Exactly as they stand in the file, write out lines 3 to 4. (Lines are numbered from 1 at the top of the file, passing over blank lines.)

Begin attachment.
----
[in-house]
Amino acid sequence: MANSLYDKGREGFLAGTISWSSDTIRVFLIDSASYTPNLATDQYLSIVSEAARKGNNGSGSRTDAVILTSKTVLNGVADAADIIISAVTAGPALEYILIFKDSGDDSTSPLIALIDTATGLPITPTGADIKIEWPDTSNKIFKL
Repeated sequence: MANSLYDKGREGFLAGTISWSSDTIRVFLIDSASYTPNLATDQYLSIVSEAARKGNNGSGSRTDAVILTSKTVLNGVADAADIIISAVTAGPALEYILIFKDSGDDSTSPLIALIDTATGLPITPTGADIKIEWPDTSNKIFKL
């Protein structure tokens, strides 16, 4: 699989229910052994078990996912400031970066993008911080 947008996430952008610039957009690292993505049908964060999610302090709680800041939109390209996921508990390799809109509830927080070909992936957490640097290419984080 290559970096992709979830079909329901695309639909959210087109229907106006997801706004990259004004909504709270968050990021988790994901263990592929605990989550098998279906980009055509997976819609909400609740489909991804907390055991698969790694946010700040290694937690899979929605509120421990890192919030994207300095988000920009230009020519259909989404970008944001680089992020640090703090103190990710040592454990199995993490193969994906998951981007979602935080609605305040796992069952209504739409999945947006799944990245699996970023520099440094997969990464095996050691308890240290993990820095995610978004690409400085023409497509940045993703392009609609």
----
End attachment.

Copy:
Repeated sequence: MANSLYDKGREGFLAGTISWSSDTIRVFLIDSASYTPNLATDQYLSIVSEAARKGNNGSGSRTDAVILTSKTVLNGVADAADIIISAVTAGPALEYILIFKDSGDDSTSPLIALIDTATGLPITPTGADIKIEWPDTSNKIFKL
């Protein structure tokens, strides 16, 4: 699989229910052994078990996912400031970066993008911080 947008996430952008610039957009690292993505049908964060999610302090709680800041939109390209996921508990390799809109509830927080070909992936957490640097290419984080 290559970096992709979830079909329901695309639909959210087109229907106006997801706004990259004004909504709270968050990021988790994901263990592929605990989550098998279906980009055509997976819609909400609740489909991804907390055991698969790694946010700040290694937690899979929605509120421990890192919030994207300095988000920009230009020519259909989404970008944001680089992020640090703090103190990710040592454990199995993490193969994906998951981007979602935080609605305040796992069952209504739409999945947006799944990245699996970023520099440094997969990464095996050691308890240290993990820095995610978004690409400085023409497509940045993703392009609609």